“Chaunt” by Joy Williams – Selection 37 of #DealMeIn2019

The Card: ♦Jack♦ of Diamonds

The Suit: For Deal Me In 2019, ♦♦♦Diamonds♦♦♦ are my Suit for stories which I intended to listen to rather than read. Several of this suit are from The New Yorker, which often includes an audible file of the author herself reading the story. Sadly, for this one, my iPad was taking an inordinately long time to load the audio version, so I just read it the old-fashioned way. 🙂

The Author: Joy Williams. I know I’ve read her before, but I can’t remember what. I do know I haven’t blogged about her before.

The Story: “Chaunt” from the December 10, 2018 edition of The New Yorker magazine. I “own” it via my digital subscription to that publication. The best part is, as a digital subscriber, I have access to their short story archive going back “forever.” Me like. 🙂

What is Deal Me In? I’m glad you asked!  Full details may be found here  but generally speaking it’s a reading challenge where participants try to read one short story a week for the year, the reading order being determined by the luck of the draw. See here for the list of stories I’ll be reading in 2019.

Chaunt

“Night was best, for, as everyone knows but does not tell, the sobbing of the earth is most audible at night. You can hear it clearly then, but the sobbing still harbors a little bit of hope, a little bit of promise that the day does not afford.”

This was a puzzling story indeed, and it was only with pointed, post-reading research that I may have finally got a handle on it. The main character, Jane Click, (probably non-accidental initials) is living in a kind of rest home-like facility, and grieving the death of her young son who, along with a friend was killed by an automobile while bicycling to the nearby “ghost town” named Chaunt.

The facility where she now lives, called The Dove, is on a barren stretch of land in a world that is deteriorating around her – perhaps the result of climate change, (The author is a noted advocate for conservation and environmental issues) but there are no details given. Those left running things are a younger generation, seemingly trying to make the best of what has been left to them by the generation of which Jane is a part.

There is also a somewhat Christ-like fellow resident of The Dove whose name is Theodore. He volunteers to drive Jane to Chaunt to see the ruins of a church where her son used to play, but – he doesn’t have a car. Her son’s friend is named Jerome – yet another name with religious overtones. Everything feels so hopeless in Jane’s existence, In spite of the faint glimmer offered by the quotation above. Since no details are given about “How did it come to this” I’m assuming the takeaway from the story for the reader is supposed to be an emotional one. One clue about the state of things is given by a brief conversation between Jane and a fellow resident of The Dove:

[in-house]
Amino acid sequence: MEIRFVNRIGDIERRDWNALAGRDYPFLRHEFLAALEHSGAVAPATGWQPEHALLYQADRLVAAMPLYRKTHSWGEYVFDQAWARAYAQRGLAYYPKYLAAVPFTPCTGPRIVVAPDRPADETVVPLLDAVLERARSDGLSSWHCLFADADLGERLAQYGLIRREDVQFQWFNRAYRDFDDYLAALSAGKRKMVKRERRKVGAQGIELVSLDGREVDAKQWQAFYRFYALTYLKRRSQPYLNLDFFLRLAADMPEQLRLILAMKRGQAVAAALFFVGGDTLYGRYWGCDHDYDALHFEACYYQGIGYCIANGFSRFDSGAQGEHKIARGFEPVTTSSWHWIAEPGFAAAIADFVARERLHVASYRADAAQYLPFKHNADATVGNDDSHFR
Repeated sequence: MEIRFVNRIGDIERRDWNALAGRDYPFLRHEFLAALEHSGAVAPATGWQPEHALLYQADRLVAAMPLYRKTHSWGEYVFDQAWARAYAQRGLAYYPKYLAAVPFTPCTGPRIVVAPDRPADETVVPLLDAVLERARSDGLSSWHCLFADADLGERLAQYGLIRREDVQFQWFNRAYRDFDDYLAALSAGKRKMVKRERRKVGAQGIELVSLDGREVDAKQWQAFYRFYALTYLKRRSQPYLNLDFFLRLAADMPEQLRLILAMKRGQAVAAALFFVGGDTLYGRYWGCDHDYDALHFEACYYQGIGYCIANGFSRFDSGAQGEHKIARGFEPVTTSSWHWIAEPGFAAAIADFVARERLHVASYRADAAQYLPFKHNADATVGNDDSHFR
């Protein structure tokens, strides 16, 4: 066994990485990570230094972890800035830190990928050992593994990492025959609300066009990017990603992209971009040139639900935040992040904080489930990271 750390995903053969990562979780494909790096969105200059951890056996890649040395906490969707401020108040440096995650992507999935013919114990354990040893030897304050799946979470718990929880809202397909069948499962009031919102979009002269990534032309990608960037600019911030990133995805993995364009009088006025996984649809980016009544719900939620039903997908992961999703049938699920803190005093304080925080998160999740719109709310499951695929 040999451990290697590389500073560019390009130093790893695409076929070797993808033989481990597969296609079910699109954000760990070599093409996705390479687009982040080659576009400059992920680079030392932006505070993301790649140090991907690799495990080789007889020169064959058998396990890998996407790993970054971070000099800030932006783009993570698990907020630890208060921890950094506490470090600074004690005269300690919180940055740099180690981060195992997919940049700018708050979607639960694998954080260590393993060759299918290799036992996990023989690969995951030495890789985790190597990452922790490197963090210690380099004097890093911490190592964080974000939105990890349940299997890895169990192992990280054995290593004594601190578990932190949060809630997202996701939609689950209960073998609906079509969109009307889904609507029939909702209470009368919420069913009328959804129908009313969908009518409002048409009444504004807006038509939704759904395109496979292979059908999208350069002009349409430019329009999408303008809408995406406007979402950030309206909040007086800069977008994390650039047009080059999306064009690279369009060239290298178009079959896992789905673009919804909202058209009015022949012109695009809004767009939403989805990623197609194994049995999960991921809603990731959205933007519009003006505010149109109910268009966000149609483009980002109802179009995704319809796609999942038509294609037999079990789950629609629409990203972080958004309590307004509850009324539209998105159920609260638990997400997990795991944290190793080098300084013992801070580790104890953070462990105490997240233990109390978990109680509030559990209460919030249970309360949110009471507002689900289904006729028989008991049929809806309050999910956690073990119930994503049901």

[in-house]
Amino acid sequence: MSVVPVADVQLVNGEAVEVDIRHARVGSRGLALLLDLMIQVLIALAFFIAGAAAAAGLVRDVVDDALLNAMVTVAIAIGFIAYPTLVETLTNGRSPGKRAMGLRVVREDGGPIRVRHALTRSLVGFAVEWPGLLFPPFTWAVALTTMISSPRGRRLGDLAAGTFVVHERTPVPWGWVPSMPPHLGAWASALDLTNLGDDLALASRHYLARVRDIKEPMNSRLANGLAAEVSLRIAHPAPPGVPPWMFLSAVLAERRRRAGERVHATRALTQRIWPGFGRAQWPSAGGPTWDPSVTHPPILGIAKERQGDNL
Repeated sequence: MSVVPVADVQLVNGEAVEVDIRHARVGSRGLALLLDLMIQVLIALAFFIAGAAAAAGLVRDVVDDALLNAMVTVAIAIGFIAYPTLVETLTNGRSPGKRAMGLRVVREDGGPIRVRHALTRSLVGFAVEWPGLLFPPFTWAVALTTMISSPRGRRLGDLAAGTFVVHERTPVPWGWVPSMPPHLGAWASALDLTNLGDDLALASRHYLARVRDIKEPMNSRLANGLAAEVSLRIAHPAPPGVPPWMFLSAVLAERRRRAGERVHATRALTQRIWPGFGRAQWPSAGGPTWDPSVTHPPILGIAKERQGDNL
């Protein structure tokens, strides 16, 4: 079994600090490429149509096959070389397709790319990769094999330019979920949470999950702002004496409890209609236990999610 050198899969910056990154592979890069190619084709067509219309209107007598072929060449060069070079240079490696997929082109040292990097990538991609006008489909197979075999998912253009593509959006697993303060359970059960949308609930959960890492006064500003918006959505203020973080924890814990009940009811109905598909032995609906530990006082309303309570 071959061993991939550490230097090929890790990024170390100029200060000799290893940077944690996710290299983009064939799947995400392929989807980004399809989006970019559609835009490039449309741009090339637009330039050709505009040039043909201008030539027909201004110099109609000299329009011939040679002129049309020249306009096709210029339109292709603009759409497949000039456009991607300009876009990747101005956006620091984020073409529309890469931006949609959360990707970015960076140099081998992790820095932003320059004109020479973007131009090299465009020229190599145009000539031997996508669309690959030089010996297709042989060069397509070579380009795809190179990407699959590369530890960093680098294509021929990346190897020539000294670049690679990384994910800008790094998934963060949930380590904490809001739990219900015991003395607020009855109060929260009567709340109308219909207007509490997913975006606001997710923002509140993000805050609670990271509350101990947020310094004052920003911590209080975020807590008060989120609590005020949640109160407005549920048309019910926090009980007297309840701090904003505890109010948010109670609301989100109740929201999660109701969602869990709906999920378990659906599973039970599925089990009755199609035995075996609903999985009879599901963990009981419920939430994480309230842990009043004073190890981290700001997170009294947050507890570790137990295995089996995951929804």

“There’s something we should have done and we didn’t do it is my suspicion. But life goes its merry way without us. Everything’s provisional.” “I disagree,” someone said. “I think what’s happened is permanent and not provisional at all.”

A bleak future may be in store for us and our upcoming generations, but one must have faith in human ingenuity and resilience, as I do. It’s funny that the luck of the draw for Deal Me In had me picking this story just after reading one from an anthology “Solarpunk: Ecological And Fantastical Stories In a Sustainable World” (another of my sources for #DealMeIn2019. More on that one later I hope.

What about you? Have you read any “End of the World Stories?” One such that I was reminded of when reading this one was Ray Bradbury’s “The Last Night In Earth” which I once blogged about here.

(author pic from a  New York Times article; playing card image found at http://climaterevolutioin.co.uk/wp/2017/10/27/jack of diamonds)

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